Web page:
February 21, 2022
Volume 29, Number 7
Dear Seminole Family,
Thank you for taking a few moments to read this week’s Legisletter as we begin the race toward to critical final weeks of the legislative session. Last week the House and Senate passed their versions of the budget from the floor of their respective chambers—setting the stage for the two bodies to work toward a joint budget allocation, appoint conferees, and to begin the conference process.
Below you will find updates on some of the bills that we are tracking related to the work of the University. Please reach out to me or Toni Moore if you have any questions about these bills or anything related to the legislative process.
I wish you all the best and am grateful for your interest in keeping FSU and the State University System of Florida the best in the country as we continue to educate the next generation of elite students.
Yours in Seminole Spirit,
HB 1317- Individual Education Plans, by Representative Allison Tant (D- Tallahassee, FSU Alum), requires school districts to provide information and instruction to a student and his or her parent on self-determination and the legal rights and responsibilities relating to educational decisions that transfer to the student upon turning 18. The information provided must include options for maintaining parental involvement in educational decision-making including a Family Educational Rights and Privacy Act (FERPA) waiver, powers of attorney, guardian advocacy and guardianship. The bill is waiting to be heard in its final committee stop, the House Education & Employment Committee. The identical bill in the Senate, SB 1674- Individual Education Plans, by Senator Loranne Ausley (D- Tallahassee), was reported favorable out of the Senate Education Committee and is waiting to be heard in its second committee stop, the Senate Judiciary Committee.
HB 1505- Background Screenings, by Representative Dana Trabulsy (R- Fort Pierce), requires school districts, lab schools, the Florida School for the Deaf and the Blind, the Florida Virtual School, virtual instruction providers, charter schools, hope operators, early learning coalitions, and private schools participating in an educational scholarship program, to conduct background screenings through the Care Provider Background Screening Clearinghouse (Clearinghouse) as opposed to various other screening systems, beginning on January 1, 2023. The bill also makes a person ineligible for teacher certification if they have a “disqualifying offense” which includes an individual who is considered a sexual predator, career offender, or sexual offender, according to the Florida Department of Law Enforcement (FDLE). This bill is on the House Appropriations Committee agenda, tomorrow February 22nd. A similar bill in the Senate, SB 1830- Background Screenings, by Senator Jason Brodeur (R- Lake Mary), is waiting to be heard in its second committee stop, the Senate Appropriations Subcommittee on Criminal and Civil Justice.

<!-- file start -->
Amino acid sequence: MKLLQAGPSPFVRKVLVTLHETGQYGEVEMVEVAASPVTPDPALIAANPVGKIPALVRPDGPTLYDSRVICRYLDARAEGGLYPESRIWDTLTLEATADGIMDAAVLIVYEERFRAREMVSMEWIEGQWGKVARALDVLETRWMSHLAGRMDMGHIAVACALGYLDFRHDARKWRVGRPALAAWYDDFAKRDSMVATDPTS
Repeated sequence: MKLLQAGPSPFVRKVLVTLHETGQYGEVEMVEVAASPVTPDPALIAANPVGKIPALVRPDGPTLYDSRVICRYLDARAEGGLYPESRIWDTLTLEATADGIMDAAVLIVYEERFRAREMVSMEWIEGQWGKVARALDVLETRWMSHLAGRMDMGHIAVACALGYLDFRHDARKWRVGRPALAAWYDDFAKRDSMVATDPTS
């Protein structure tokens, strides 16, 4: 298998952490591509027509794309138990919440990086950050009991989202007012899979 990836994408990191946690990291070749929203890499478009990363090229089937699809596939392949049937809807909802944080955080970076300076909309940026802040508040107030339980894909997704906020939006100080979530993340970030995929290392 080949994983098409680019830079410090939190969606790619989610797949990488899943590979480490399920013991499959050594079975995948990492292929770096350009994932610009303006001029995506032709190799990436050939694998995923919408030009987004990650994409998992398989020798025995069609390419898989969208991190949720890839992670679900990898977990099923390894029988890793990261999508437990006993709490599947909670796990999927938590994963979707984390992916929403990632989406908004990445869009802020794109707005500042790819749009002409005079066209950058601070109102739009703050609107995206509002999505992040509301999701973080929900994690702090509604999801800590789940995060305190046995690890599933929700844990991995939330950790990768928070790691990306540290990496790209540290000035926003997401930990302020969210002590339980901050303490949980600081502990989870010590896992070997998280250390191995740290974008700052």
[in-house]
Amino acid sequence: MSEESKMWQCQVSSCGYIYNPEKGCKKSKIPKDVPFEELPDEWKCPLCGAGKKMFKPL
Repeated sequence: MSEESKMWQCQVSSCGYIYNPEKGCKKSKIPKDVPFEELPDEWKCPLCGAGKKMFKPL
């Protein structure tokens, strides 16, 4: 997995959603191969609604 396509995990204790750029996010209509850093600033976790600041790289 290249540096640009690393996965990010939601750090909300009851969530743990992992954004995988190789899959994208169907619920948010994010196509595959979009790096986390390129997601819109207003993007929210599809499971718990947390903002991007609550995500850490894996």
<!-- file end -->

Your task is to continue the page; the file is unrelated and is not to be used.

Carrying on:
HB 7071- Taxation by the House Ways & Means Committee, is this years House tax package which includes a number of tax reductions and other tax-related modifications. Notably, the bill includes:
- A fourteen-day “back-to-school” tax holiday in July and August 2022;
- A fourteen-day “disaster preparedness” holiday in May and June of 2022 for specified disaster preparedness supplies;
- A “Freedom Week” tax holiday in July for specified recreational items and activities; and
- A seven-day tax holiday in September for tools and equipment needed in skilled trades.
The bill was successfully introduced last week. It is now waiting to be referred to committees. A similar bill in the Senate, SB 830- Sales Tax, by Senator Ed Hooper (R- Palm Harbor), is waiting to be heard in its final committee stop, the Senate Appropriations committee.
SB 7034- Child Welfare, by the Senate Children, Families, and Elder Affairs Committee- makes several changes to current law relating to monthly payment amounts for foster parents and relative and nonrelative caregivers and other benefits to better assist these caretakers. The bill also provides a $200 per month subsidy to any foster parents or relative who have a child placed in their home between the ages of birth to school entry. Finally, the bill also expands the scope of potential students eligible for a tuition and fee exemption at tech center, Florida College System institution or state university. The bill is scheduled to be heard by the full Senate later this week. A similar bill in the House, HB 7065 by the House Children, Families & Senior Subcommittee, is on the committee agenda for the House Appropriations committee, today February 21st.
UPDATE ON BILLS
SB 1048- Student Assessments, by Senator Manny Diaz (R- Hialeah Gardens), was amended through committee substitute in its third committee stop, the Senate Appropriations committee. The committee substitute amended various provisions including
- Requiring that the progress monitoring system be computer adaptive beginning in the 2023-2024 school year. The progress monitoring system will still be computer-based in 2022-2023;
- Requiring that beginning in the 2023-2024 school year, scores from the end-of-year test be available by May 31st; and
- Includes determinations for high school graduation in the requirement to link 2021-2022 student performance expectations to the student performance on the 2022-2023 end-of-yea assessment.
The bill is now waiting to be heard on the Senate floor. The House companion, HB 1193 by Representative Rene Plasencia (R- Titusville) is waiting to be heard in its final committee stop, the House Education & Employment Committee.